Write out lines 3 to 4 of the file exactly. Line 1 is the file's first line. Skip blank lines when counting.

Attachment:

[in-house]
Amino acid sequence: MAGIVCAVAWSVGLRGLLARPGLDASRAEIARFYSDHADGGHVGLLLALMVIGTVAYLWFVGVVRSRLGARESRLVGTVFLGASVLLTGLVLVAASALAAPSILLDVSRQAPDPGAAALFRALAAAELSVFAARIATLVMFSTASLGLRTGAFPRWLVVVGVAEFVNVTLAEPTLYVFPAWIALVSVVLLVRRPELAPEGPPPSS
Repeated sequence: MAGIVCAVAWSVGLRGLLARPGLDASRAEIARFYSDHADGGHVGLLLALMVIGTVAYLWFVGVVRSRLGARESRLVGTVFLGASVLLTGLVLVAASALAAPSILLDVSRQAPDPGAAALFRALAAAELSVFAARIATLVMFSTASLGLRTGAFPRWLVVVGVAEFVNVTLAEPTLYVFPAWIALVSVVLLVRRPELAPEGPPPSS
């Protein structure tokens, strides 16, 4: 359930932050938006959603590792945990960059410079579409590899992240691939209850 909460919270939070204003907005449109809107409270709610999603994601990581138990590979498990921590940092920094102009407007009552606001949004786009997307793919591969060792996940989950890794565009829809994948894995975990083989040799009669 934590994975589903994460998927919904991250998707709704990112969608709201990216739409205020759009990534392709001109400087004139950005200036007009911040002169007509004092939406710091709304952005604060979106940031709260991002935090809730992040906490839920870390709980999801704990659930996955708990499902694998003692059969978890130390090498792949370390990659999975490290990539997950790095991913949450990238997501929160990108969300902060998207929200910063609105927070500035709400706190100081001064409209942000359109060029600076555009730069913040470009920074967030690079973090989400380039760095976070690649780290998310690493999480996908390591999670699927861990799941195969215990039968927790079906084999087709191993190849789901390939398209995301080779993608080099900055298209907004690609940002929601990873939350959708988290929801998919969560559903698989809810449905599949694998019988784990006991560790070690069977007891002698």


Repeated sequence: MAGIVCAVAWSVGLRGLLARPGLDASRAEIARFYSDHADGGHVGLLLALMVIGTVAYLWFVGVVRSRLGARESRLVGTVFLGASVLLTGLVLVAASALAAPSILLDVSRQAPDPGAAALFRALAAAELSVFAARIATLVMFSTASLGLRTGAFPRWLVVVGVAEFVNVTLAEPTLYVFPAWIALVSVVLLVRRPELAPEGPPPSS
């Protein structure tokens, strides 16, 4: 359930932050938006959603590792945990960059410079579409590899992240691939209850 909460919270939070204003907005449109809107409270709610999603994601990581138990590979498990921590940092920094102009407007009552606001949004786009997307793919591969060792996940989950890794565009829809994948894995975990083989040799009669 934590994975589903994460998927919904991250998707709704990112969608709201990216739409205020759009990534392709001109400087004139950005200036007009911040002169007509004092939406710091709304952005604060979106940031709260991002935090809730992040906490839920870390709980999801704990659930996955708990499902694998003692059969978890130390090498792949370390990659999975490290990539997950790095991913949450990238997501929160990108969300902060998207929200910063609105927070500035709400706190100081001064409209942000359109060029600076555009730069913040470009920074967030690079973090989400380039760095976070690649780290998310690493999480996908390591999670699927861990799941195969215990039968927790079906084999087709191993190849789901390939398209995301080779993608080099900055298209907004690609940002929601990873939350959708988290929801998919969560559903698989809810449905599949694998019988784990006991560790070690069977007891002698």